Modular Fungi Lights Off mode

Hi, I would like to implement a custom widget that remains bright in the Modular Fungi Light Off mode. After examining the code of the Light Off module I saw that it checks if the widget is a descendant of LightWidget, so I simply modified my widget struct declaration:

struct MyWidget : Widget { ...`  


struct MyWidget : LightWidget { ...`  

and move the draw stuff from:

void draw(const DrawArgs &args) override {


void drawLight(const DrawArgs &args) override {

and it seems to work.

  • Is it the correct way to do it?
  • What is the difference between draw() and drawLight() ?


1 Like

LightWidget gets drawn with draw() like any other widget, but LightWidget defines draw() as a call to two other functions: drawLight() and drawHalo(). So, your current method works fine if you want (or are content with) Rack drawing its standard “light halo” on top of your widget. Keeping everything in draw() instead would bypass the call to drawHalo().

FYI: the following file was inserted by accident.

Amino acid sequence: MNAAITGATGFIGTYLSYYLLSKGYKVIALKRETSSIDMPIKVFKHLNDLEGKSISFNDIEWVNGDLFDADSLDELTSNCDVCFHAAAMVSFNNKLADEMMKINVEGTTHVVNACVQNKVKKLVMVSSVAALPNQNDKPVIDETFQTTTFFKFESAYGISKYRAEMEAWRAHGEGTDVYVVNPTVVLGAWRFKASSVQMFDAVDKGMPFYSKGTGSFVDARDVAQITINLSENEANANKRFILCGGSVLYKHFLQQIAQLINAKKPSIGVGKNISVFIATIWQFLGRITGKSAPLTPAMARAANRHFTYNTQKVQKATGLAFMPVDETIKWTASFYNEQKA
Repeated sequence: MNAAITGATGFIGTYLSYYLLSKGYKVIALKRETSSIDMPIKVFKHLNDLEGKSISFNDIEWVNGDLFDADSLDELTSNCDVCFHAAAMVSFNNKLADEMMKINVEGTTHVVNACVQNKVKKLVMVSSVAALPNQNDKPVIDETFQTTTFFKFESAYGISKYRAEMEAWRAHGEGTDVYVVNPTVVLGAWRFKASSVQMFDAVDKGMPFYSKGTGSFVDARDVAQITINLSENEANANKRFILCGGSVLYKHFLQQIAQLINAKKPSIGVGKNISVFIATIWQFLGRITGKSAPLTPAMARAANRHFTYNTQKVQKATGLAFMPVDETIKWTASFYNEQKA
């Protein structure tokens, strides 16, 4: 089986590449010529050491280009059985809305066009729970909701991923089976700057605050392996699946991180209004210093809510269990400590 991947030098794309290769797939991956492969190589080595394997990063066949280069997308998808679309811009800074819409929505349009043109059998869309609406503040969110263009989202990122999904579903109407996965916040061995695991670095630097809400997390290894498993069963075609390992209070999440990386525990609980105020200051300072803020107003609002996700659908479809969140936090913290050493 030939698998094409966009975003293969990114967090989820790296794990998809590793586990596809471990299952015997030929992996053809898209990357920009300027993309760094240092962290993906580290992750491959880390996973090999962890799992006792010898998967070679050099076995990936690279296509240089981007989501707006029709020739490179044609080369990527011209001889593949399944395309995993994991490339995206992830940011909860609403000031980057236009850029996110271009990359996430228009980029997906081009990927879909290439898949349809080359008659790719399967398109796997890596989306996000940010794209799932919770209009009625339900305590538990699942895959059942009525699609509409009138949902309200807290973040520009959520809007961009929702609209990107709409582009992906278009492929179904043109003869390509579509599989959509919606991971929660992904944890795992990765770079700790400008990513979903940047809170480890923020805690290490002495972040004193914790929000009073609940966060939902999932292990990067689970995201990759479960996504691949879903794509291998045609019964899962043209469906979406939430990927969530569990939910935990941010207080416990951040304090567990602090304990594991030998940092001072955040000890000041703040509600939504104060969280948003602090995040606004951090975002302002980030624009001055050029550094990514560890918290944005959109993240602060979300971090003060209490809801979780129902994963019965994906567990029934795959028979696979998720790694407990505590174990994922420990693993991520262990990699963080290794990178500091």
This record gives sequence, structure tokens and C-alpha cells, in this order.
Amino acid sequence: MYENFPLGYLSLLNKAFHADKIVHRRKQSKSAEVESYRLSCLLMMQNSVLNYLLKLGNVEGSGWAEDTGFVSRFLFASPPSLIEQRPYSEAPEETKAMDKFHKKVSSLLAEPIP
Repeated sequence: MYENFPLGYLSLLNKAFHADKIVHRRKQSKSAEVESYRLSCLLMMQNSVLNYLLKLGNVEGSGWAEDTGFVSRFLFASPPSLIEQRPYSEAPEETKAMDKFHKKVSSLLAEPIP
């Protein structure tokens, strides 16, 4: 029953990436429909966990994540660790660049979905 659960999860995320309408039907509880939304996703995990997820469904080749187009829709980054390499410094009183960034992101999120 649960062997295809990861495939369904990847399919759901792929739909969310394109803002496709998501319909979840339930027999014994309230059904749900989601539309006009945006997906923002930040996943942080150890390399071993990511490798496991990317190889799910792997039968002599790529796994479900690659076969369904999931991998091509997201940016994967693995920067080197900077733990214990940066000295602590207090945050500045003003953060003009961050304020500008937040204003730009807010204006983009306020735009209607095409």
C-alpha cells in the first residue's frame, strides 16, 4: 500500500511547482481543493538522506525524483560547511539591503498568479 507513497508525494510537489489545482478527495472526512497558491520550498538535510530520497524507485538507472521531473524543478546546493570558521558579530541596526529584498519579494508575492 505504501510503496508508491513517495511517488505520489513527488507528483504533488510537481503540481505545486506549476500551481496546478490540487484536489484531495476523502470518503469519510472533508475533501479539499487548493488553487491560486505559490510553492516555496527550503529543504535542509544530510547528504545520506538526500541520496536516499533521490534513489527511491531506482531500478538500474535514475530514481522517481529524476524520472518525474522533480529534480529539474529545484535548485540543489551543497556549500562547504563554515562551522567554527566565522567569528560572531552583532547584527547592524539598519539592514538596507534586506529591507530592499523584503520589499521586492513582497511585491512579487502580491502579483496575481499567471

In Rack v2, lights will no longer come with halos, and the virtual method LightWidget::drawHalo() might or might not even exist anymore.

Besides all that, you’ve got it right with simply inheriting from LightWidget.

1 Like

Occasionally there are more complicated scenarios. If your illuminated widget has no mouse interaction, then it’s fine. But if you need to respond to the mouse events its more tricky.

Early on in the hierarchy, widgets divide into OpaqueWidget and TransparentWidget. This had nothing to do with the visuals and everything to do with mouse and keyboard events. TransparentWidget just ignores these events and passes them through to its parent. Since LightWidget descends from TransparentWidget, simply changing your widget to TransparentWidget might break your mouse interaction.

When that happens to me, my best solution is usually this: I create a new class descended from LightWidget and move the draw method from the original to the new class. Then I make sure that whenever the original class is added, I add a new widget, either as a child or a sibling of the original. The drawing is done by the LightWidget, and the mouse interaction passes through it to the OpaqueWidget underneath.

You will likely have to tweak the draw method to access the correct member variables, but this technique has covered 90% of my tricky cases.